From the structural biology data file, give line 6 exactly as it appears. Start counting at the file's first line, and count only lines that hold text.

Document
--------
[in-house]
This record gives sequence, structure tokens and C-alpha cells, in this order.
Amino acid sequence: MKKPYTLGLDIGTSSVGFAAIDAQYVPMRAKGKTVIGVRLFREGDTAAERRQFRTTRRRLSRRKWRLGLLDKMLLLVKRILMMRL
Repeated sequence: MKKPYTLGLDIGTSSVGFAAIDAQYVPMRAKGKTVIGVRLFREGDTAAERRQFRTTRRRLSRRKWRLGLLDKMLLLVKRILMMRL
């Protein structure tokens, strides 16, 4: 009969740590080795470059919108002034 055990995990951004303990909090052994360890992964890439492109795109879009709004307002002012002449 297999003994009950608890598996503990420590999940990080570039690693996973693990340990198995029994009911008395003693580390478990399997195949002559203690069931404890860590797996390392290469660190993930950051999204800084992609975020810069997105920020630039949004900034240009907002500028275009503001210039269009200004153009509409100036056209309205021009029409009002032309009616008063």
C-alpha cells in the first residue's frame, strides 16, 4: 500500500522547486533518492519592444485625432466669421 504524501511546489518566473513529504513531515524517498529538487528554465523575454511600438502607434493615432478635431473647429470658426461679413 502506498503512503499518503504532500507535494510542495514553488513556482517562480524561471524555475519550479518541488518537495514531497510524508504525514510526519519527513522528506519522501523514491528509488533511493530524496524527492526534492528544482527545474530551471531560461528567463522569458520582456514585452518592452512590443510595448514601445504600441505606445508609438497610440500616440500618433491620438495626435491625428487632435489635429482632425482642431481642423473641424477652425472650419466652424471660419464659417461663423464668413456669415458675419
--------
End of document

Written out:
C-alpha cells in the first residue's frame, strides 16, 4: 500500500522547486533518492519592444485625432466669421 504524501511546489518566473513529504513531515524517498529538487528554465523575454511600438502607434493615432478635431473647429470658426461679413 502506498503512503499518503504532500507535494510542495514553488513556482517562480524561471524555475519550479518541488518537495514531497510524508504525514510526519519527513522528506519522501523514491528509488533511493530524496524527492526534492528544482527545474530551471531560461528567463522569458520582456514585452518592452512590443510595448514601445504600441505606445508609438497610440500616440500618433491620438495626435491625428487632435489635429482632425482642431481642423473641424477652425472650419466652424471660419464659417461663423464668413456669415458675419